Advocate editorial board opinion: Texas should ban texting while driving
- 6 unverified comments
Thank you for your submission.Error report or correction
Many of us have done it, and we know it is just plain risky.
Texting, instant messaging or e-mailing while driving is a distraction that could lead to a serious accident or a fatality.
We agree that such practices while driving cause a serious safety issue on our roads and highways.
Now, Texas legislators are considering changes to the laws pertaining to texting when they meet in January.
Rep. Tom Craddick, R-Midland, would have texting, instant messaging and e-mailing banned while driving.
Other lawmakers plan similar bills and would add that hands-free devices would be exempt from the law, so it is likely that such a law would pass in 2011.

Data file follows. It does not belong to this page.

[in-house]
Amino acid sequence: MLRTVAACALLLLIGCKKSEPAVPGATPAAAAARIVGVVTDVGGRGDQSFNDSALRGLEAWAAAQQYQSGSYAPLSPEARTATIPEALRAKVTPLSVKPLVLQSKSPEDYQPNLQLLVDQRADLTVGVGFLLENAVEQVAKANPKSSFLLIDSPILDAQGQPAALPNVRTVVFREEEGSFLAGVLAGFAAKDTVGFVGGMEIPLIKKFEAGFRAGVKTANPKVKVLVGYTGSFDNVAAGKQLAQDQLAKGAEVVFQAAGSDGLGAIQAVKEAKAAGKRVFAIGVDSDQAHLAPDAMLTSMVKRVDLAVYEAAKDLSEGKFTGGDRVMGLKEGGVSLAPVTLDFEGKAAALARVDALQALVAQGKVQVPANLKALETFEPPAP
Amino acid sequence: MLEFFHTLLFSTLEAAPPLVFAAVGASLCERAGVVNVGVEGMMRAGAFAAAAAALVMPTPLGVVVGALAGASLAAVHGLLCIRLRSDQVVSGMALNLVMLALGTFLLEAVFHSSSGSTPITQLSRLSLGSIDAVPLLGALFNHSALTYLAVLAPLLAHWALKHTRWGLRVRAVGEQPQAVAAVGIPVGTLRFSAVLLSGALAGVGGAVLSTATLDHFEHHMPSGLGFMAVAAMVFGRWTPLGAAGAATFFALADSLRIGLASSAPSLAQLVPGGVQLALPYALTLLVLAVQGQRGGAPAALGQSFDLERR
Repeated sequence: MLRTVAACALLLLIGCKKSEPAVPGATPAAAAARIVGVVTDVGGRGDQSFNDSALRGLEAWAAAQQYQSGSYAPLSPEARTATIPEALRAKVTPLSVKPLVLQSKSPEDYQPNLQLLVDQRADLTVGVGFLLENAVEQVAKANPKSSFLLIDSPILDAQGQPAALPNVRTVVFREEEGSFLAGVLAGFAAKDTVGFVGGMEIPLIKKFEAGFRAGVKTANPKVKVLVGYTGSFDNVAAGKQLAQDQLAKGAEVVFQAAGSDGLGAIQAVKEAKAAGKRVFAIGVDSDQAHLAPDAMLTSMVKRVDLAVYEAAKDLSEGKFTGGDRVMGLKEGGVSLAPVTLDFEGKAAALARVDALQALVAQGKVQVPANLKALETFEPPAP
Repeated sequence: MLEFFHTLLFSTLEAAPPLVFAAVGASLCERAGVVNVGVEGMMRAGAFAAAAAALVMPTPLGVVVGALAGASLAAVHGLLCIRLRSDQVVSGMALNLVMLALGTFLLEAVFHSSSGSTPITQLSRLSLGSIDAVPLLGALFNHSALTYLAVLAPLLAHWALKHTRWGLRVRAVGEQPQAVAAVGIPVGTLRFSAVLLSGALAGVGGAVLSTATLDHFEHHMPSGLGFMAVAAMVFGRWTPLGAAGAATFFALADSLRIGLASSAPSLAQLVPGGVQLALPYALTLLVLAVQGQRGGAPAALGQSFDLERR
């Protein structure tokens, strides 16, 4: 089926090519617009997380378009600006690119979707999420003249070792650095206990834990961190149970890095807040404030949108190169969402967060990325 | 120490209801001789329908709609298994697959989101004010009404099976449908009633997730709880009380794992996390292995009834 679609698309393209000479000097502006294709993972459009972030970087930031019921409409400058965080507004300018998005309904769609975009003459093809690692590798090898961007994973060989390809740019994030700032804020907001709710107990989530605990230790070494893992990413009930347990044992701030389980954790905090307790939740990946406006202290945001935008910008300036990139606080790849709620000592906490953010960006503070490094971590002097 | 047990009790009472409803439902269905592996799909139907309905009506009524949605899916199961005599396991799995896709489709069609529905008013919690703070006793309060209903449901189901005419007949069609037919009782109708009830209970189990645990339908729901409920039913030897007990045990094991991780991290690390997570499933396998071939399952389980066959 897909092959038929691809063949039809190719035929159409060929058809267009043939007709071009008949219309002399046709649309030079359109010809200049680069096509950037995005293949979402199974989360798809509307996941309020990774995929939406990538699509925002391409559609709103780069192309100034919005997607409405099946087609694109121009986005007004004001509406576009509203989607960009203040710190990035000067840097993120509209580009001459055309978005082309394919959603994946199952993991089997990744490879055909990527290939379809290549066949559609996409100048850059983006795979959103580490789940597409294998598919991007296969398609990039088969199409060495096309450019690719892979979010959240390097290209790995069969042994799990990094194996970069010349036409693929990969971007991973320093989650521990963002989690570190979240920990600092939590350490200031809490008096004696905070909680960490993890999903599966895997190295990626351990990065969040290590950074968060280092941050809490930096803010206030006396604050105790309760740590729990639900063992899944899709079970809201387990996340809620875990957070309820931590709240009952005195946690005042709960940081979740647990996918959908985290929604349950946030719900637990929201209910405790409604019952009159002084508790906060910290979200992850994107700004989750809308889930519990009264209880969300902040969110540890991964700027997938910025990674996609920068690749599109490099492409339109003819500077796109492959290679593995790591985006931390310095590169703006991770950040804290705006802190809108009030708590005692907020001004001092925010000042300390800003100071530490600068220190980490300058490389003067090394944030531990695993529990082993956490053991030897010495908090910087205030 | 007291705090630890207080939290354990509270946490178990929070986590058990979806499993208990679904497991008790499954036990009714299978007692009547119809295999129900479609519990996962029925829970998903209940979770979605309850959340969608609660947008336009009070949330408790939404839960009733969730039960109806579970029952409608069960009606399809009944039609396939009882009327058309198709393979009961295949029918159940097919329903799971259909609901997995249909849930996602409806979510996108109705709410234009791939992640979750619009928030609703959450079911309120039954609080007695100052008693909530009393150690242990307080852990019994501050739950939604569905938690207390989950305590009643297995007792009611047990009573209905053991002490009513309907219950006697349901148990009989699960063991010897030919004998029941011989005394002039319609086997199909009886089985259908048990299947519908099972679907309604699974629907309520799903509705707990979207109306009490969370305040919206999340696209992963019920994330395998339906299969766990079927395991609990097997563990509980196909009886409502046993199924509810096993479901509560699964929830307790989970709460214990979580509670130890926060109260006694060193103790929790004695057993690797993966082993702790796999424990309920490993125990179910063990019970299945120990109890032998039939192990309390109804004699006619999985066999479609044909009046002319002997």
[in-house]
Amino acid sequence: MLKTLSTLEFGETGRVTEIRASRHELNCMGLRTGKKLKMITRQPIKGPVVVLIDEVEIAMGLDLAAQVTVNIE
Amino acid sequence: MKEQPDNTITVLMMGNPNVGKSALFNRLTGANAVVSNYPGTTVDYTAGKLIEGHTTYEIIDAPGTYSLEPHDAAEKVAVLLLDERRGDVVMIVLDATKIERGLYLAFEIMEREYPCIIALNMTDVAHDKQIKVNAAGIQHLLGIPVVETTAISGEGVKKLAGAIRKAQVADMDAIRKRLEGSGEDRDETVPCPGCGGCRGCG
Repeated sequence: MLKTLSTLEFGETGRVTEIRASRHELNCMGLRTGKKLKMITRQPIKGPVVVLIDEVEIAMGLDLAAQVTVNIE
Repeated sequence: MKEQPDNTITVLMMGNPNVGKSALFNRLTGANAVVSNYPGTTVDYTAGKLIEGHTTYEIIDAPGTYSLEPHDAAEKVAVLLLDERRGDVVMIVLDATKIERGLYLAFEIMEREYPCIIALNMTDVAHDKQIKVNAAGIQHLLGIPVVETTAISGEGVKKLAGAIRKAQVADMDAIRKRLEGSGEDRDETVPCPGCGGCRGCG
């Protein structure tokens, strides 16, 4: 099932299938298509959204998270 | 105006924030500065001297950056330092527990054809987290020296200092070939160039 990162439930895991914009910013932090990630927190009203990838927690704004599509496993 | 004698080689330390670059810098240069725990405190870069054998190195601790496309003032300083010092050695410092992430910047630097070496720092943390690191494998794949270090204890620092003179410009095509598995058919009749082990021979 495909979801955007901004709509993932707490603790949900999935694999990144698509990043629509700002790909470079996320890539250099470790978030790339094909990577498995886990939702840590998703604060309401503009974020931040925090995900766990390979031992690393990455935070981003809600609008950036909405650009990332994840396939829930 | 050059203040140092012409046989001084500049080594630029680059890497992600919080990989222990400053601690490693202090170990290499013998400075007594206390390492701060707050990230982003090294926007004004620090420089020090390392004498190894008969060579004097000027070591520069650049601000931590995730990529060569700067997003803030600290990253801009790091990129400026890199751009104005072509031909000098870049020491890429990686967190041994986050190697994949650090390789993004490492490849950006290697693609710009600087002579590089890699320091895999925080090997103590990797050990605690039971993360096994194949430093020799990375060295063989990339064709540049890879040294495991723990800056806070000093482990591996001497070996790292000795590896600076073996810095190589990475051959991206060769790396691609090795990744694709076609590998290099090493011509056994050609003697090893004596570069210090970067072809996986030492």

Here in Victoria and in the state, we already have a law restricting talking on cell phones in school zones.
Some new legislation filed would increase the penalties for those using a cell phone in school zones.
We think texting is much worse than talking on a cell phone and should not only be banned in school zones but all highways and roads.
A Texas Traffic Safety Culture Survey by the Texas Transportation Institute in conjunction with Texas A&M University found that 52 percent of Texans agree that banning mobile phone use should be a law.
The survey was conducted at 10 Texas Department of Public Safety driver license stations across the state and queried 1,167 drivers.
Eighty-five percent of those answering the survey say texting or talking while driving is worse than it was five years ago.
We think most agree that a law banning texting, worse than talking on a cell phone, be on the books.
Our roads are safer because of engineering and stepped-up law enforcement, but this additional law would ensure drivers a better sense of safety on our highways.
If you must text, e-mail or instant message, pull over to the nearest safe place to do it.
We discourage use of such devices while driving, and we think that soon, law will prohibit the practice.
This editorial reflects the views of the Victoria Advocate's editorial board.